• when the farmers asked Kambei (and Katsushiro) to help defend their village, the offer was accepted, and he went on to recruit four more warriors to begin; he theorized that at least four men would be needed to guard the open field area in the front of the village, and two more to help guard the rear (up against the mountains)
  • in addition to the six warriors in total, he recruited a burly, wild and arrogant Kikuchiyo (Toshiro Mifune), who turned out to be the black sheep of the group
  • Kikuchiyo discovered traditional Samurai armor from dead warriors that had been secretly hidden by the villagers - it was most likely that the villagers killed injured, fleeing or dying samurai from other nearby battles
  • while wearing some of the armor, Kikuchiyo ranted at the other samurai, calling them, in general, rapists, thieves, and overall mean, stupid murderers - he clearly identified with the plight of the villagers: ("What did you think these farmers were anyway? Buddhas or something? Don't make me laugh! There's no creature on earth as wily as a farmer! Ask 'em for rice, barley, anything, and all they ever say is, 'We're all out.' But they've got it. They've got everything. Dig under the floorboards. If it's not there, try the barn. You'll find plenty. Jars of rice, salt, beans, sake! Go up in the mountains. They have hidden fields. They kowtow and lie, playing innocent the whole time. You name it, they'll cheat you on it! After a battle, they hunt down the losers with their spears. Listen to me! Farmers are misers, weasels, and cry-babies! They're mean, stupid murderers! Damn! I could laugh till I cry! But tell me this: Who turned them into such monsters? You did! You samurai did! Damn you to hell! In war, you burn their villages, trample their fields, steal their food, work them like slaves, rape their women, and kill 'em if they resist. What do you expect 'em to do? What the hell are farmers supposed to do?")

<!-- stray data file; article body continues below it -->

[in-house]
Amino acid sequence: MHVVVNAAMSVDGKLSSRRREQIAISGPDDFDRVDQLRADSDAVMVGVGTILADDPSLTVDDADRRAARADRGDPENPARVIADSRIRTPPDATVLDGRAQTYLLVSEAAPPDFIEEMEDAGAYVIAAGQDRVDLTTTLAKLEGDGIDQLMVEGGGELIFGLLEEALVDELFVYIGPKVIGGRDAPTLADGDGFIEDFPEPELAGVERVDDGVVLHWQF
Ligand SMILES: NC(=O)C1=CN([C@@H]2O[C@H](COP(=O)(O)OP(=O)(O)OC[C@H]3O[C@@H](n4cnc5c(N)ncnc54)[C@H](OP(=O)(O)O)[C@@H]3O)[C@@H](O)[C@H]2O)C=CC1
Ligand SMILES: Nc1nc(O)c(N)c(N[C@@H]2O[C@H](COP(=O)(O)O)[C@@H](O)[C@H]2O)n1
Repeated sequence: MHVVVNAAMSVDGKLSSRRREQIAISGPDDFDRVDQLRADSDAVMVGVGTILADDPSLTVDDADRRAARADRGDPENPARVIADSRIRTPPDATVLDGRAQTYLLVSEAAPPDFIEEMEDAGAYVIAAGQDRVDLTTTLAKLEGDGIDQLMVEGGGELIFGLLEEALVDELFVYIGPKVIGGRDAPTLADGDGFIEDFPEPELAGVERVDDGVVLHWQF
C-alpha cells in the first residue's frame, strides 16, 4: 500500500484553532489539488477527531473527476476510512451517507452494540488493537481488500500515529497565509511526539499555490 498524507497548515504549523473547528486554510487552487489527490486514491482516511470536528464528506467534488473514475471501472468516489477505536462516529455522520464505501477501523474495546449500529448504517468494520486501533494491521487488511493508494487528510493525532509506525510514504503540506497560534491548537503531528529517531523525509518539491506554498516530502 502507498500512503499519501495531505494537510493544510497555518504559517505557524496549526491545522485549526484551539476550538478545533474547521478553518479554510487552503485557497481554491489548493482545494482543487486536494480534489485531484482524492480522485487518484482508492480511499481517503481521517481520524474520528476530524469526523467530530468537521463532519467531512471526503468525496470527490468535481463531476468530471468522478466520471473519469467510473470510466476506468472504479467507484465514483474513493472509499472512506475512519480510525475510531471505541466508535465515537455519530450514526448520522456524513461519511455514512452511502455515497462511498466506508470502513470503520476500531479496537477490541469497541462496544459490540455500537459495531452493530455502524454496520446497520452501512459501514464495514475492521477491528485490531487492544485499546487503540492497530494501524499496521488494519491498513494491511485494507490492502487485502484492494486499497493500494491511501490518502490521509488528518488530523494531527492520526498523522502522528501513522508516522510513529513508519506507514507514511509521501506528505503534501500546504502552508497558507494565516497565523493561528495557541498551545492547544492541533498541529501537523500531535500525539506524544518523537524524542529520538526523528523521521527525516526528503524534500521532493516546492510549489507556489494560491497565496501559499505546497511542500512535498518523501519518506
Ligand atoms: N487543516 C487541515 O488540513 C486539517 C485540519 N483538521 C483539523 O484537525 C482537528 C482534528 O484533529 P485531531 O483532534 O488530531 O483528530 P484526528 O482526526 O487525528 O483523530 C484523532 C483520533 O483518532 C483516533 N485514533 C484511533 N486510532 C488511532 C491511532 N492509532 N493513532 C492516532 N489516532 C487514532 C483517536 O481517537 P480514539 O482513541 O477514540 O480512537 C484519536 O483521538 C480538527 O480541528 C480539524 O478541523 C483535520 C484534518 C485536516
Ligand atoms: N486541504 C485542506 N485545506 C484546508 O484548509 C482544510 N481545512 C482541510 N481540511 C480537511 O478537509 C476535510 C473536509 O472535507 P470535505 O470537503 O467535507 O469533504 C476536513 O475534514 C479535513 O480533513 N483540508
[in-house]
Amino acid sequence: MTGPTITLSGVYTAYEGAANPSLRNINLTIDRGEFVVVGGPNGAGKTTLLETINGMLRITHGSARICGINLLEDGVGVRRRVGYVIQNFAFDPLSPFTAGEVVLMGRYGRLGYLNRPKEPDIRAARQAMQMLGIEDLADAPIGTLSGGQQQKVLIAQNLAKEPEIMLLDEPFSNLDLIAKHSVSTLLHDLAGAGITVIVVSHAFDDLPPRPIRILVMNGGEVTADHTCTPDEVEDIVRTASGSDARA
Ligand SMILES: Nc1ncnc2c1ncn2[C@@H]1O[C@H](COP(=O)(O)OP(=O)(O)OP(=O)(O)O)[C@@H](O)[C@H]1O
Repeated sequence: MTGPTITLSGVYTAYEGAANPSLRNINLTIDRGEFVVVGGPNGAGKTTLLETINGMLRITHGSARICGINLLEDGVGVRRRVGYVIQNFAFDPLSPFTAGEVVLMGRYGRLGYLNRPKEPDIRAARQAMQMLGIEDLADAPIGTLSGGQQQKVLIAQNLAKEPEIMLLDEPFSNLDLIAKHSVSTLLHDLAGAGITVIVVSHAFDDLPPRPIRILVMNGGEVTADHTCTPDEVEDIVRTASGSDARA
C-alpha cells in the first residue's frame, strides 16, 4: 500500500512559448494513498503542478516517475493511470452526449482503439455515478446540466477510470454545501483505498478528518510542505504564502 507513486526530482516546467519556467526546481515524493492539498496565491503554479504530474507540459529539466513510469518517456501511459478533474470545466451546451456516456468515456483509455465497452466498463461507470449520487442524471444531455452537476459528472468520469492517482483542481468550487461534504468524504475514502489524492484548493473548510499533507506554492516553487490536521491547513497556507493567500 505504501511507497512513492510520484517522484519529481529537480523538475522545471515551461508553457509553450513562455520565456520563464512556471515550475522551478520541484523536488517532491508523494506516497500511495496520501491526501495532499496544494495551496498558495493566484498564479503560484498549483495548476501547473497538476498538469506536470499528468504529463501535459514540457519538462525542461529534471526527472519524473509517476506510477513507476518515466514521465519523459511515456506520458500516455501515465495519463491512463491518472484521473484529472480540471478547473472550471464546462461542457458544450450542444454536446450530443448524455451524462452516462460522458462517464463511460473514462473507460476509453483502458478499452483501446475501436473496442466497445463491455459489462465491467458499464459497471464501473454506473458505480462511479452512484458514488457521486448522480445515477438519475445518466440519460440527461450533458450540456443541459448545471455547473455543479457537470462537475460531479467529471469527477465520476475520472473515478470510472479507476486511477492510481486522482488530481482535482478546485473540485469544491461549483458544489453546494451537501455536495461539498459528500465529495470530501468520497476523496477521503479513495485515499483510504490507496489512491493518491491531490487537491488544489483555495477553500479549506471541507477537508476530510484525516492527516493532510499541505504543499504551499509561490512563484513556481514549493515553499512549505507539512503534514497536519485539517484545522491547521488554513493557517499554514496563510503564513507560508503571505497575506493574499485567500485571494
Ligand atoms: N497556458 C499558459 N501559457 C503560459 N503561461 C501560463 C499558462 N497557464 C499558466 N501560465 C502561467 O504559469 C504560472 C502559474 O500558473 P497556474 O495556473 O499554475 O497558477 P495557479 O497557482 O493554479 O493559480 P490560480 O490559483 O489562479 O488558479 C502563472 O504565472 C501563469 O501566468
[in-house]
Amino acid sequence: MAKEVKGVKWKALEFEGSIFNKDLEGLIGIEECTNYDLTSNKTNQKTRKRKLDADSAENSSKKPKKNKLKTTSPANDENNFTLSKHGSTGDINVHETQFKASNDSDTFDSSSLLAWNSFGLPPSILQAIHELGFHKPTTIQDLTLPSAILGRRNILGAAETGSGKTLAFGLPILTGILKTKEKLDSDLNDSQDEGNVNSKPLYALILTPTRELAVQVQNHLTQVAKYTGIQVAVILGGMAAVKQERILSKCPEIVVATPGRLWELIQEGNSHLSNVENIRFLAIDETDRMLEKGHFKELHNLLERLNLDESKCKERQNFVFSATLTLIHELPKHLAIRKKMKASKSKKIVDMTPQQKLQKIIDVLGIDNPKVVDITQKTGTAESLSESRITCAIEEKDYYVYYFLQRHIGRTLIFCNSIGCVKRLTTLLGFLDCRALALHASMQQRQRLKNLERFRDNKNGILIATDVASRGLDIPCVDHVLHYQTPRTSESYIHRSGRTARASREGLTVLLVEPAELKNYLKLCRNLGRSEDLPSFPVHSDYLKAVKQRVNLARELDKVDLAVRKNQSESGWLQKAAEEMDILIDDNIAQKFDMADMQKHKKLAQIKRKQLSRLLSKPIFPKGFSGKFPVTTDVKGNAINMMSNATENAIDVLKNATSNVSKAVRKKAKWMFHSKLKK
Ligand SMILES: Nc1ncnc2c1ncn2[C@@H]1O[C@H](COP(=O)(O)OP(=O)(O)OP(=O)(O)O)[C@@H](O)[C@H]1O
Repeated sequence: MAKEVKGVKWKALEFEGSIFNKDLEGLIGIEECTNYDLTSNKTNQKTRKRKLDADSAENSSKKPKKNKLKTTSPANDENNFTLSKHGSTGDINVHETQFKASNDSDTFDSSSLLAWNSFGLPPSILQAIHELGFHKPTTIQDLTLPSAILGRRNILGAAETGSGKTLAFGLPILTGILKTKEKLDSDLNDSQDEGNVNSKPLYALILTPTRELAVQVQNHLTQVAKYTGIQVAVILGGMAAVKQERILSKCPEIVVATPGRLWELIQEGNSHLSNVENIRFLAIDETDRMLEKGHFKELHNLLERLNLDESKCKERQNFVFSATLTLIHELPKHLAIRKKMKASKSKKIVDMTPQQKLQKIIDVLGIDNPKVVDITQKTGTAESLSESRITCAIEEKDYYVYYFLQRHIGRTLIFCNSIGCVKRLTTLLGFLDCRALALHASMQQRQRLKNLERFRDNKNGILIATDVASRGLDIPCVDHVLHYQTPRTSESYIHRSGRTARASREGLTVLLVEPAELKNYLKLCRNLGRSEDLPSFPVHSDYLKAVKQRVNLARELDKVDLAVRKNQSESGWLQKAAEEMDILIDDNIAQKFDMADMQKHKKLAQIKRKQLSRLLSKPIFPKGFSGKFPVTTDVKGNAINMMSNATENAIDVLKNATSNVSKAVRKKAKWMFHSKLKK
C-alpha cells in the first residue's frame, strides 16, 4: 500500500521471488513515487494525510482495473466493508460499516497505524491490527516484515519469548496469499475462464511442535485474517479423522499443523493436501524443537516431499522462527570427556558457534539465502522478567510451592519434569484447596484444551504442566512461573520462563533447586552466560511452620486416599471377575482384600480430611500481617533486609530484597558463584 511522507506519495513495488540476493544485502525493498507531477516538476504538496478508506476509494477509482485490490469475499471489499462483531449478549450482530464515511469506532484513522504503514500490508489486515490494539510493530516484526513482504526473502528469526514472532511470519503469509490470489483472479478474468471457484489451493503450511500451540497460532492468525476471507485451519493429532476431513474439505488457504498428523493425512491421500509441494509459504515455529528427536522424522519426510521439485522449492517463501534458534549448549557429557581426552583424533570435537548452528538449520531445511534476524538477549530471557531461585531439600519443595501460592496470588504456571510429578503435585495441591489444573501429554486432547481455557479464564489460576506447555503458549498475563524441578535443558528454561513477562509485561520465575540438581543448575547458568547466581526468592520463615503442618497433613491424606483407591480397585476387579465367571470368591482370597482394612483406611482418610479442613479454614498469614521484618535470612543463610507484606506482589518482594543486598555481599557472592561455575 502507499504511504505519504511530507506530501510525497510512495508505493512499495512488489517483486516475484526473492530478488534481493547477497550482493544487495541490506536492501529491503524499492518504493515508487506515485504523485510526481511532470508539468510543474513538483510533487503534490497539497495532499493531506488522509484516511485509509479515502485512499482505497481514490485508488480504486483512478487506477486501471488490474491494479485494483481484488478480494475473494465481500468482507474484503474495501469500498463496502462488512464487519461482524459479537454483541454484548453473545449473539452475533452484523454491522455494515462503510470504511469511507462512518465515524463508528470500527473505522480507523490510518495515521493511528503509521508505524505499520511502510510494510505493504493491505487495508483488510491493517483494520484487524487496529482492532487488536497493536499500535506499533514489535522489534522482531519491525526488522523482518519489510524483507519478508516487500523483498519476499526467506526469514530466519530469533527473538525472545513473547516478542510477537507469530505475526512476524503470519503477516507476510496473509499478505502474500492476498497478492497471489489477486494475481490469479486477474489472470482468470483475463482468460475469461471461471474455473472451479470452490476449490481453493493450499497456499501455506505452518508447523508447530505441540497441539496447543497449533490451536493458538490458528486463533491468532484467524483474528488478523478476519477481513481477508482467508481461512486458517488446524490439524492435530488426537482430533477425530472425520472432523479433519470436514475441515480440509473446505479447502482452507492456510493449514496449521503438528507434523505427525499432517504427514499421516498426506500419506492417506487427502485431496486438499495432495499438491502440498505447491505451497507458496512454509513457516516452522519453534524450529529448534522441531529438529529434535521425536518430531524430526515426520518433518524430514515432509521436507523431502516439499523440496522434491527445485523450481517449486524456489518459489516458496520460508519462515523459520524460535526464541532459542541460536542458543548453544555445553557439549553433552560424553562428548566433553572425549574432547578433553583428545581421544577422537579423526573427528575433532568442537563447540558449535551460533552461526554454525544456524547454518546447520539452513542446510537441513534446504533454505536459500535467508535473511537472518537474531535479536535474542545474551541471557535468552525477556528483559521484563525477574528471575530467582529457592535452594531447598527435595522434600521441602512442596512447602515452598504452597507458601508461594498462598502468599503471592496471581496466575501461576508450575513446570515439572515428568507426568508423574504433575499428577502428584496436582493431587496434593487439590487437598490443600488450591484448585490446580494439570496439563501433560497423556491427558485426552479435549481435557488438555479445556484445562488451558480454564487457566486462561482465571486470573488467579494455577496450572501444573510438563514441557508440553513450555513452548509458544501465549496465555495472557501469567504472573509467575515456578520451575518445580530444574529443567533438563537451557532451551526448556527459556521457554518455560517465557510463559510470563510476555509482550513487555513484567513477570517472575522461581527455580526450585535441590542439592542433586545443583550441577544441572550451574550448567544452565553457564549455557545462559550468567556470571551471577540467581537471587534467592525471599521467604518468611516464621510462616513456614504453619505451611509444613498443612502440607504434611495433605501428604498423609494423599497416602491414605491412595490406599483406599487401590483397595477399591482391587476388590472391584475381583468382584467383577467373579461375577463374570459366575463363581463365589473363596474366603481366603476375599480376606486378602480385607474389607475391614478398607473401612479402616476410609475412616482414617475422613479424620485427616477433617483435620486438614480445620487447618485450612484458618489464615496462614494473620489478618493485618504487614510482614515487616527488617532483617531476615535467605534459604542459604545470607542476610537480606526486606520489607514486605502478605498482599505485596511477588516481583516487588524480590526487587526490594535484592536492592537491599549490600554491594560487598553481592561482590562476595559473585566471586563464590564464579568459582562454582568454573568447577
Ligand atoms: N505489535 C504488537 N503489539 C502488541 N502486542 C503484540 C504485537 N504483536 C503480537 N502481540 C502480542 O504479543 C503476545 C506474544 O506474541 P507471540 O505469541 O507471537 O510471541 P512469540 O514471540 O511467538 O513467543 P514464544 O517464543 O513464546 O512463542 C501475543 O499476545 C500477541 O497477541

• after his emotional speech that revealed his own peasant upbringing, the sobbing Kikuchiyo sank to his knees, and swore: "Damn... damn... damn... damn..."; after a long pause, Kambei asked him: "You were born a farmer, weren't you?" - it was a surprising revelation that Kikuchiyo wasn't a samurai after all, but the son of a village peasant
  • the climax of the film was its final rain-soaked battle (the third day of fighting) in the mud during a torrential downpour, between the villagers (and the samurai) against about 40 armed bandits (who demanded the villagers' rice)
  • the ending shot was Kambei's view of the graves or funeral mounds of four dead comrades (each with a samurai sword sticking out), with his words: "We've lost yet again. With their land, the farmers are the victors, not us"; beneath the samurai mounds were the graves of the fallen villagers

Village's Circle Meeting and Discussion: What Should Be Done About the Bandits?

The Opinion of Older Farmer Manzo: Submit Meekly to the Bandits and Not Fight Back

The Old Man Gisaku's Suggestion: Hire Hungry Samurai To Protect the Village



Samurai Kambei Shimada





Kikuchiyo (Toshiro Mifune)


Rain-Soaked Battle Between Villagers (and Samurai) and the Bandits

The Graves or Funeral Mounds of Four Dead Samurai